Showing posts from March, 2016

CSS Specificity

    Many time different CSS rules overlap on one or more element. And some people always get confuse about, which rule will take higher priority then other and why? CSS Specificity is the answer of all these kind of questions. As the name suggest, the CSS rule which is more specific to the element will take higher priority then other. Means something like “#some_id{}” will always take higher priority then “*{}” universal selector.  And if duplicate rules are define then the last rule will be applied to the element. The following list of selectors is by increasing specificity: Type selector (e.g., div) and pseudo-elements in selector (e.g., :after) Class selectors (e.g., .some_class), attributes selectors (e.g., [type=”radio”]) and pseudo-class selector (e.g., :hover) Id selectors (e.g., #some_id) ID takes higher priority then Class, Type and Universal selector (Note: Universal selector has no effect on specificity, see below special conditions).  If d

How to store user password at server!!!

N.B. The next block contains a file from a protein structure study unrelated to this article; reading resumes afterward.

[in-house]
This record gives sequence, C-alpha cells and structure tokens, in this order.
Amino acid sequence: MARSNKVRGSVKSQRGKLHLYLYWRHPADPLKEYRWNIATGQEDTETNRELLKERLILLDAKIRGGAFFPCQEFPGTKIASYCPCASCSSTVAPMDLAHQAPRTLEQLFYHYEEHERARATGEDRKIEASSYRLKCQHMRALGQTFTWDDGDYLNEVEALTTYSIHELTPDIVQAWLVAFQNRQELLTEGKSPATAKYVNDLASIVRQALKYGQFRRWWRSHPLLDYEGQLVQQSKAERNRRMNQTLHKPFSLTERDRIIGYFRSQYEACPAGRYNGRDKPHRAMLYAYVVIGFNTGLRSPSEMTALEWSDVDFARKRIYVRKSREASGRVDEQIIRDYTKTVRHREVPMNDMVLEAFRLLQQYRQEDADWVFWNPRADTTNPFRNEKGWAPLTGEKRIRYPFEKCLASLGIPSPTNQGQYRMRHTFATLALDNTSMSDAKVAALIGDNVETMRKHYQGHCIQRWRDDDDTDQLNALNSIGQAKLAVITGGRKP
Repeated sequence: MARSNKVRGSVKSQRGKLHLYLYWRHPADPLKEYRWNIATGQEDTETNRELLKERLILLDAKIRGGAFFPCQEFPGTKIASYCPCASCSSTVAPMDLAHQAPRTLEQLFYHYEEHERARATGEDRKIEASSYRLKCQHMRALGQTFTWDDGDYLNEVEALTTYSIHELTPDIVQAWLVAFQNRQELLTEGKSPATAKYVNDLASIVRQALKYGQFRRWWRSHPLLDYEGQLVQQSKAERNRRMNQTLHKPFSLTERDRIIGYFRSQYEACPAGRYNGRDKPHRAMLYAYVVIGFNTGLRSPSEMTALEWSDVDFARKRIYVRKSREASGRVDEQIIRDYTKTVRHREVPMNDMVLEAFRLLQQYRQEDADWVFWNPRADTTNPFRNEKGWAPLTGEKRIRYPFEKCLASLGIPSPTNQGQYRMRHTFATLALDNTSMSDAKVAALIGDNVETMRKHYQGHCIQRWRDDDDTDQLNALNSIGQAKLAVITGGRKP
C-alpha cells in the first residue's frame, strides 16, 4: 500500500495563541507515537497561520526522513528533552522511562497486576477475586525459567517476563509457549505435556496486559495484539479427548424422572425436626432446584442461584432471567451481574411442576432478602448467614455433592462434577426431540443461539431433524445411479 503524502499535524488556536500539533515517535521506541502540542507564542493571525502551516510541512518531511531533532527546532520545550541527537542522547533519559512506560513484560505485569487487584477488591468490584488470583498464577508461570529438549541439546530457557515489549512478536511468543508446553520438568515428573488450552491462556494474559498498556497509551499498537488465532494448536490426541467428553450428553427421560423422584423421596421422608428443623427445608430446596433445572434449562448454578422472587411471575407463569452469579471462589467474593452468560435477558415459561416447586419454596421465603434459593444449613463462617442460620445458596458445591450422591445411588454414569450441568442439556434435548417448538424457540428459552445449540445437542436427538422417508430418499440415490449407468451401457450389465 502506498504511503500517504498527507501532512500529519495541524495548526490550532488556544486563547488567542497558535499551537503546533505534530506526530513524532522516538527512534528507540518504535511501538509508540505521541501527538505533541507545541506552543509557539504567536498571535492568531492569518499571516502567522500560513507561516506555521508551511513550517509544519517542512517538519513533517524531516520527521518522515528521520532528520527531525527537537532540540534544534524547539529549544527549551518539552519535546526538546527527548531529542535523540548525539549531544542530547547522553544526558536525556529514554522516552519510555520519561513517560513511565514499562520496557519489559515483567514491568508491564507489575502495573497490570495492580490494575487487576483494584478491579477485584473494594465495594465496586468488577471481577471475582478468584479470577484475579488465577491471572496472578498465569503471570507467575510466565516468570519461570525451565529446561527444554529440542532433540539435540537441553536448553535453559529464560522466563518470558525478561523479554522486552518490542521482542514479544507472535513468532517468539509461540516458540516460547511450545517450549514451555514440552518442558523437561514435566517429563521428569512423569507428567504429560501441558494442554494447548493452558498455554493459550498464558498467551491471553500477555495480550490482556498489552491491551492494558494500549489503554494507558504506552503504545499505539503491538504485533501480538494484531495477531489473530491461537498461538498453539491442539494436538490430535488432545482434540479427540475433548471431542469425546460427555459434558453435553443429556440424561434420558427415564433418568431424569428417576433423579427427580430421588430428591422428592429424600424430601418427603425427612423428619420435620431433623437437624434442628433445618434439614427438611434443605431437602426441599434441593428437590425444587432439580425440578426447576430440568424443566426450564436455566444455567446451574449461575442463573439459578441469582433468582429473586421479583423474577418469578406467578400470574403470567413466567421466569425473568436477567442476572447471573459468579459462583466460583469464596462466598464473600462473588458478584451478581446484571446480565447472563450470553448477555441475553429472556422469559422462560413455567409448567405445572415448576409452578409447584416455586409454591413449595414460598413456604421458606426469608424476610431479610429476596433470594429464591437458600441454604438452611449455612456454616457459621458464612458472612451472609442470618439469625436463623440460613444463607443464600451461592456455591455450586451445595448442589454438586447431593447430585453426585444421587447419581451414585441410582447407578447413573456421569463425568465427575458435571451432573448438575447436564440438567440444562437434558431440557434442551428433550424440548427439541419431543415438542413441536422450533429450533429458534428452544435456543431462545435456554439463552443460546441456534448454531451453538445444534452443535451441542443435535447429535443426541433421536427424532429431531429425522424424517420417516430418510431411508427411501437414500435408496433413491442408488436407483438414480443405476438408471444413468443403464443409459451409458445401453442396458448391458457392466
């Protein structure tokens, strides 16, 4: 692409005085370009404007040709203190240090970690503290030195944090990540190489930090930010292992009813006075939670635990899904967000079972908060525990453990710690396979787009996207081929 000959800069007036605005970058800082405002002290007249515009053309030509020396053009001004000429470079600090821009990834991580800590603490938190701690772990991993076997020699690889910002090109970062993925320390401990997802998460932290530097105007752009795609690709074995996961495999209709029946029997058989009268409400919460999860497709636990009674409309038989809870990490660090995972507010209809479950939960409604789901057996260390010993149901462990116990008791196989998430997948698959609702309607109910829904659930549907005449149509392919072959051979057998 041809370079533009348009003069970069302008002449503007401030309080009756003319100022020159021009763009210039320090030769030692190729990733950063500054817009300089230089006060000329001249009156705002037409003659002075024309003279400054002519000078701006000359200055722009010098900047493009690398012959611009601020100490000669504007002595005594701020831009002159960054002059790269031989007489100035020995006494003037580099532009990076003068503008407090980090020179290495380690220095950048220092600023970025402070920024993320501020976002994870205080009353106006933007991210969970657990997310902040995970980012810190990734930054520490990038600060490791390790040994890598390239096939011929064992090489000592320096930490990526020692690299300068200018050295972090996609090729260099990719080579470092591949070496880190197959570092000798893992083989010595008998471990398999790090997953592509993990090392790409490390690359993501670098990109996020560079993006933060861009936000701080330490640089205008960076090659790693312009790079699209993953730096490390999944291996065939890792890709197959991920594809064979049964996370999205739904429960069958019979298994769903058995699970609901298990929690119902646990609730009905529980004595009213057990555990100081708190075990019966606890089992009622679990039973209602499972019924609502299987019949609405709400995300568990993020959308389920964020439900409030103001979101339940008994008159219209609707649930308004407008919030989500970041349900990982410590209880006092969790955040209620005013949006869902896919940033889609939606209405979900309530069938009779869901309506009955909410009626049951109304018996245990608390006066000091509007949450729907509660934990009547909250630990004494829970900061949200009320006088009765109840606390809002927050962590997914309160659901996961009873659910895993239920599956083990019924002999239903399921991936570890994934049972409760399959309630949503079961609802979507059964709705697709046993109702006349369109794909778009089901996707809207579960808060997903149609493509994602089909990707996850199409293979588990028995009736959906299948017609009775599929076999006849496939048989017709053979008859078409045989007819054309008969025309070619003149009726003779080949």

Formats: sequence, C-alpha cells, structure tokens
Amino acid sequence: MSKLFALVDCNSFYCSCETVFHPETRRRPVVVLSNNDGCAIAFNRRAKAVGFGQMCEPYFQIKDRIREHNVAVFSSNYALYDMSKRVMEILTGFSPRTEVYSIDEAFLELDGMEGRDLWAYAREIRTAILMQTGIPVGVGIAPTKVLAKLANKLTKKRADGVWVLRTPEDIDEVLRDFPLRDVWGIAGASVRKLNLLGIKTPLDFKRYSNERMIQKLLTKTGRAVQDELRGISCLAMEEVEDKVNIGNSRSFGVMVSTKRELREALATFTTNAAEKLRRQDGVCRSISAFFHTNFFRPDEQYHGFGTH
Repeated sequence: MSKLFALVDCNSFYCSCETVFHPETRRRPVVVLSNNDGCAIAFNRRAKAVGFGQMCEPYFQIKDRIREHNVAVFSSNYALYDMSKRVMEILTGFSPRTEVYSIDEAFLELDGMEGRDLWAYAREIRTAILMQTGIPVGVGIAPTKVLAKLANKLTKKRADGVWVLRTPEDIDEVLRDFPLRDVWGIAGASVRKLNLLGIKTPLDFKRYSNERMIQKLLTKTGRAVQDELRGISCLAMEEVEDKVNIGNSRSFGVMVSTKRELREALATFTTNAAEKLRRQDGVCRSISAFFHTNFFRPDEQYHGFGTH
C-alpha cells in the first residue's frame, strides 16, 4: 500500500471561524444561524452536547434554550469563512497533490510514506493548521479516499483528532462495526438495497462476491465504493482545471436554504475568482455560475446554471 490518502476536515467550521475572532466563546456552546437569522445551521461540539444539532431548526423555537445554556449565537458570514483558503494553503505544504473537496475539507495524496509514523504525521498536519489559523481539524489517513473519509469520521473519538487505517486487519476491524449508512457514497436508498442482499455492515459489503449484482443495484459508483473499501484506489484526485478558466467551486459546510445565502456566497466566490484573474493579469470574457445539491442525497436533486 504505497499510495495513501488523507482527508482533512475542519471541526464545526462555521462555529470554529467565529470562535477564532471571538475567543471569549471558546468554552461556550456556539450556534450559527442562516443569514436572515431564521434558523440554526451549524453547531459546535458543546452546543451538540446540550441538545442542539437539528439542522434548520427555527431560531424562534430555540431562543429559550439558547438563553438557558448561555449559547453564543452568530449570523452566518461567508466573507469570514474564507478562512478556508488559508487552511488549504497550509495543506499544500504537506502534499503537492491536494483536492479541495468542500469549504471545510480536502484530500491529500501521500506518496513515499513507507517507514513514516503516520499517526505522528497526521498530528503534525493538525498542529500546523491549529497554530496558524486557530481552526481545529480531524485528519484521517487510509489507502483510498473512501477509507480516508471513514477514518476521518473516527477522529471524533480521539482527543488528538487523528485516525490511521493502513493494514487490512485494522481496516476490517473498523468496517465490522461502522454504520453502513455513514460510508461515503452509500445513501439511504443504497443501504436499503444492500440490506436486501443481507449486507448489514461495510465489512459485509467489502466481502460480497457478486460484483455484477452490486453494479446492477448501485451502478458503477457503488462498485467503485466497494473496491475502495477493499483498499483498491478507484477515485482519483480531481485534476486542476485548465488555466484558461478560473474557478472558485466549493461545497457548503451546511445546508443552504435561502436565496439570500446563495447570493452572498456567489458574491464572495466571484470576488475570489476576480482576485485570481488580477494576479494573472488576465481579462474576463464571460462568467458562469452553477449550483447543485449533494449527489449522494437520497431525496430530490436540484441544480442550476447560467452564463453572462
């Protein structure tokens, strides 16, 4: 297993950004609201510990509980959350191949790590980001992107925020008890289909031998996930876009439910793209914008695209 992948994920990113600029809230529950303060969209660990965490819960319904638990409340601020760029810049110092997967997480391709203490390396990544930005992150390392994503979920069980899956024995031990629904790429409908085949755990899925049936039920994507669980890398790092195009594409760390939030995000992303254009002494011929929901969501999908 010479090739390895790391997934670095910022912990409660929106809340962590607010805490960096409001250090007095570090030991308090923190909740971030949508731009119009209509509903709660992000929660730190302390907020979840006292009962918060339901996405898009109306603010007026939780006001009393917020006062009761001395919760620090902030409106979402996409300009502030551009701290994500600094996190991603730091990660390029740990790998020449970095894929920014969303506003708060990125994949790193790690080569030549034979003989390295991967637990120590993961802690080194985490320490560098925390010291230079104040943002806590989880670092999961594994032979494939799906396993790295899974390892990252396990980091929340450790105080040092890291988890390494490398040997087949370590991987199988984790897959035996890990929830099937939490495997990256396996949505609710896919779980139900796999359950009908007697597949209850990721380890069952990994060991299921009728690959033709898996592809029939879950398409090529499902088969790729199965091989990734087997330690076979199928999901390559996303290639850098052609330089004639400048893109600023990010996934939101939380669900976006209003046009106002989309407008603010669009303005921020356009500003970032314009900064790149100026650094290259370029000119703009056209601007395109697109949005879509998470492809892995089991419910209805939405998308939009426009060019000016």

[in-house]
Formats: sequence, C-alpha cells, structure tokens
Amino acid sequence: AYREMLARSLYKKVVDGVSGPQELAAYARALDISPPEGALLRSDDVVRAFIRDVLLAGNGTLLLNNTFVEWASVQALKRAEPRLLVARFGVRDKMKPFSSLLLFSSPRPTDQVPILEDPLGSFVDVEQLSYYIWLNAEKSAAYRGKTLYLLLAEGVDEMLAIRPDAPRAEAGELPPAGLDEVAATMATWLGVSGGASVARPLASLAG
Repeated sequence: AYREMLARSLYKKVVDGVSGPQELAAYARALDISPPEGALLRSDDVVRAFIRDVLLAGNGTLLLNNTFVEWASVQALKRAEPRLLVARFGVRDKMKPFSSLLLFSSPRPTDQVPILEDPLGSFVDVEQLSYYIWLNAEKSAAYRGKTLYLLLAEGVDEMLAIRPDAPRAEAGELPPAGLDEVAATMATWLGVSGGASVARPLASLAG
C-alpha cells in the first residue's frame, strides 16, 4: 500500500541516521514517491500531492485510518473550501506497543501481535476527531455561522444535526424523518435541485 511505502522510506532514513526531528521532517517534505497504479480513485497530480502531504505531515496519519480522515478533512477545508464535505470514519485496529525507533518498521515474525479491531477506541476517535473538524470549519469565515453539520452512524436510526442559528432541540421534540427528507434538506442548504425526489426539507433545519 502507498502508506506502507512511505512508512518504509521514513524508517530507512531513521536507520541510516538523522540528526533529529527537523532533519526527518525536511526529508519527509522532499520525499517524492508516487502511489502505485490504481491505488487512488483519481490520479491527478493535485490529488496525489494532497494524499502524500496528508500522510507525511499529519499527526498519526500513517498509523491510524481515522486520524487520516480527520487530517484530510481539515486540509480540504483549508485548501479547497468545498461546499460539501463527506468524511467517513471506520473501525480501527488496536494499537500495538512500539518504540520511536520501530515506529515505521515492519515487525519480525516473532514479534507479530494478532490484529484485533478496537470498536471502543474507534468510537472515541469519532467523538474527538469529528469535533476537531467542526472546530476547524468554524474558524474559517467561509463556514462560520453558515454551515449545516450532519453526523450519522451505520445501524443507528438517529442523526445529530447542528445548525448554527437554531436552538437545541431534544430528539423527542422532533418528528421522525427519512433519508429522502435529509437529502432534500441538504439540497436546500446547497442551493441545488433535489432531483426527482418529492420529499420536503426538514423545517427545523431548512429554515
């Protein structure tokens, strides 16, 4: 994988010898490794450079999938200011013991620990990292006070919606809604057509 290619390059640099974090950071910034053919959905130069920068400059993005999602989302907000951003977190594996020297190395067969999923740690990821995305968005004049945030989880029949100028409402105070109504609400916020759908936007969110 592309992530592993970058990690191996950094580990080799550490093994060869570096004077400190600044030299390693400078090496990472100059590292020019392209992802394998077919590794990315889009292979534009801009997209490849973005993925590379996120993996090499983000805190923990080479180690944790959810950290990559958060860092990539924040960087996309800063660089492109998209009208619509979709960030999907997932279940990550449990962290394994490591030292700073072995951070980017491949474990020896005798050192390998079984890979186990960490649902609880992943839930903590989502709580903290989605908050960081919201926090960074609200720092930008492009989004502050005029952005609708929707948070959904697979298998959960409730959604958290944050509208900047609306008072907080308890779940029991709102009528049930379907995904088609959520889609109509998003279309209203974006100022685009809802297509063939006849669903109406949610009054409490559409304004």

Trick is, you should never store user password… never ever. Now the real question is, then how to authenticate and authorize the user with password. And answer is when user enter the password, we should encrypt the password and store the hints. So next time when user enter the password we follow the same process and compare hints, if both hints are same then password is matched, else it is wrong password. Next question will be, what kind of hints, and how to generate these hints. In simple term hints are the obfuscated and fragmented form of user password. And very important part is hints generation process, which have to be collision resistant , means there will be very less possibility to find the data which generate same hints (like Cryptographic hashing functions ). Below is the simple checklist of password hashing and storing, which you should always keep in mind. PS You're Probably Storing Passwords Incorrectly Storing Passwords - done rig